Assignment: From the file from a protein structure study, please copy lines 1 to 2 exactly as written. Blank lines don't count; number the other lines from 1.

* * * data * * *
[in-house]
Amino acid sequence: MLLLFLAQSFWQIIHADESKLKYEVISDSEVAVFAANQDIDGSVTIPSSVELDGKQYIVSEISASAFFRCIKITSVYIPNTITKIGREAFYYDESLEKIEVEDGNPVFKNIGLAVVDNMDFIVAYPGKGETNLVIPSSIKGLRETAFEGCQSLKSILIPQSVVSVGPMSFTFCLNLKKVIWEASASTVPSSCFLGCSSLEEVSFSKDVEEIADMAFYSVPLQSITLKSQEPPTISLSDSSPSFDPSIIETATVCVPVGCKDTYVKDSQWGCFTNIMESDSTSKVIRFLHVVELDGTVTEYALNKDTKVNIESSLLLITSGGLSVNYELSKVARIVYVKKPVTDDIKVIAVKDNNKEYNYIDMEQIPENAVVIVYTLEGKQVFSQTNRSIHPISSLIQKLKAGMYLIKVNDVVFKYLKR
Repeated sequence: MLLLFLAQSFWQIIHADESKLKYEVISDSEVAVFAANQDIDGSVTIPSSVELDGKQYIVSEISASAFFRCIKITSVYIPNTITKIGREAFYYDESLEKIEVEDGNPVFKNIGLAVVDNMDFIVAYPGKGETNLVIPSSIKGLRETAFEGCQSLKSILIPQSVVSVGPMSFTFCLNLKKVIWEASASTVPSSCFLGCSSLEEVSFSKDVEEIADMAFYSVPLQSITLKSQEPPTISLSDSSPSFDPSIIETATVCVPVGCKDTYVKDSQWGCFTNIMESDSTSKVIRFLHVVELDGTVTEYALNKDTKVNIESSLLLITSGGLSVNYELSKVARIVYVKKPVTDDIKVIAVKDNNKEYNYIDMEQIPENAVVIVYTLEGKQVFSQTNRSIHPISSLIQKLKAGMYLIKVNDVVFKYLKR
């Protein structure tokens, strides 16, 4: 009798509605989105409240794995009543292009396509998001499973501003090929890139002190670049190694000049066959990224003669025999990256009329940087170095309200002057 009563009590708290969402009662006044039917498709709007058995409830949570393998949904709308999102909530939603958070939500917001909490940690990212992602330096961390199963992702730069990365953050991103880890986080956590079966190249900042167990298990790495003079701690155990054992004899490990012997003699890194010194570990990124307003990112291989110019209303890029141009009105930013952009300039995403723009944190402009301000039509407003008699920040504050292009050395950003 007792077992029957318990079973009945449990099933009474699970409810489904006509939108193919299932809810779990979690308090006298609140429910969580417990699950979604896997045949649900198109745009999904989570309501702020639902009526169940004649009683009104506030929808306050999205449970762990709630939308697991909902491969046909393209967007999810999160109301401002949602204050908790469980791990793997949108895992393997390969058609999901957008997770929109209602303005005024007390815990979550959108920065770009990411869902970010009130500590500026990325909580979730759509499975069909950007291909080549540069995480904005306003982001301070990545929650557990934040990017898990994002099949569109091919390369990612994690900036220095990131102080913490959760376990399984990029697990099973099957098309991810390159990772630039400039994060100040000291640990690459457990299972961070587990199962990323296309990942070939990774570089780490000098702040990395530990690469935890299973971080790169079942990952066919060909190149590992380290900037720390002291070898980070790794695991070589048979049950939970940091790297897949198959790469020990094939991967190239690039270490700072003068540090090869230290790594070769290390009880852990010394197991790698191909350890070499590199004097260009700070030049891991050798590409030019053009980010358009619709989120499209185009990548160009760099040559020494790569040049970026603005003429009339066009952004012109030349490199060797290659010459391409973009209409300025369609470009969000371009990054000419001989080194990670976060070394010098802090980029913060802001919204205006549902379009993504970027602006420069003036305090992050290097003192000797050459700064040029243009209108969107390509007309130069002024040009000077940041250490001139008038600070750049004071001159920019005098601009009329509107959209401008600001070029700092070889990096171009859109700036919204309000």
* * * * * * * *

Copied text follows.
[in-house]
Amino acid sequence: MLLLFLAQSFWQIIHADESKLKYEVISDSEVAVFAANQDIDGSVTIPSSVELDGKQYIVSEISASAFFRCIKITSVYIPNTITKIGREAFYYDESLEKIEVEDGNPVFKNIGLAVVDNMDFIVAYPGKGETNLVIPSSIKGLRETAFEGCQSLKSILIPQSVVSVGPMSFTFCLNLKKVIWEASASTVPSSCFLGCSSLEEVSFSKDVEEIADMAFYSVPLQSITLKSQEPPTISLSDSSPSFDPSIIETATVCVPVGCKDTYVKDSQWGCFTNIMESDSTSKVIRFLHVVELDGTVTEYALNKDTKVNIESSLLLITSGGLSVNYELSKVARIVYVKKPVTDDIKVIAVKDNNKEYNYIDMEQIPENAVVIVYTLEGKQVFSQTNRSIHPISSLIQKLKAGMYLIKVNDVVFKYLKR